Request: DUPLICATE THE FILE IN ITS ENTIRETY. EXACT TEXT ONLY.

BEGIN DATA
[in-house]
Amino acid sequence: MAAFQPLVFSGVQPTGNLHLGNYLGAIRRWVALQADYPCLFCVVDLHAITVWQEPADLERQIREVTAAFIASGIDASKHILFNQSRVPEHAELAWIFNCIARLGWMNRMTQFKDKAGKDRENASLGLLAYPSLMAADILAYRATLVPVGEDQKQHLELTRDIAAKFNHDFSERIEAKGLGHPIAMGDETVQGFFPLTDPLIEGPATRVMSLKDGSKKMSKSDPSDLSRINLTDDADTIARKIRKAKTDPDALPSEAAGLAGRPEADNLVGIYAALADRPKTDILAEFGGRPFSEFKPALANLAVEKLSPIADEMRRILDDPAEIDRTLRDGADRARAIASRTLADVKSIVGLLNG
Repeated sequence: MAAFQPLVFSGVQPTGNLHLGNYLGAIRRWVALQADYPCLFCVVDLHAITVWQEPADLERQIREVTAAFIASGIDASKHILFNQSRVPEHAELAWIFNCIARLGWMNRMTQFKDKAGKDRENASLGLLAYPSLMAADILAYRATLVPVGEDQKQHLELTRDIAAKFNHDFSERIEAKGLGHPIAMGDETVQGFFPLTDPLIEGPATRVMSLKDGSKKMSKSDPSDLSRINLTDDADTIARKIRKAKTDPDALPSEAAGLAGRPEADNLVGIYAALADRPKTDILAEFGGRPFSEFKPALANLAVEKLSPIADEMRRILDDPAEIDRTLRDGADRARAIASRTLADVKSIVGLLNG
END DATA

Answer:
[in-house]
Amino acid sequence: MAAFQPLVFSGVQPTGNLHLGNYLGAIRRWVALQADYPCLFCVVDLHAITVWQEPADLERQIREVTAAFIASGIDASKHILFNQSRVPEHAELAWIFNCIARLGWMNRMTQFKDKAGKDRENASLGLLAYPSLMAADILAYRATLVPVGEDQKQHLELTRDIAAKFNHDFSERIEAKGLGHPIAMGDETVQGFFPLTDPLIEGPATRVMSLKDGSKKMSKSDPSDLSRINLTDDADTIARKIRKAKTDPDALPSEAAGLAGRPEADNLVGIYAALADRPKTDILAEFGGRPFSEFKPALANLAVEKLSPIADEMRRILDDPAEIDRTLRDGADRARAIASRTLADVKSIVGLLNG
Repeated sequence: MAAFQPLVFSGVQPTGNLHLGNYLGAIRRWVALQADYPCLFCVVDLHAITVWQEPADLERQIREVTAAFIASGIDASKHILFNQSRVPEHAELAWIFNCIARLGWMNRMTQFKDKAGKDRENASLGLLAYPSLMAADILAYRATLVPVGEDQKQHLELTRDIAAKFNHDFSERIEAKGLGHPIAMGDETVQGFFPLTDPLIEGPATRVMSLKDGSKKMSKSDPSDLSRINLTDDADTIARKIRKAKTDPDALPSEAAGLAGRPEADNLVGIYAALADRPKTDILAEFGGRPFSEFKPALANLAVEKLSPIADEMRRILDDPAEIDRTLRDGADRARAIASRTLADVKSIVGLLNG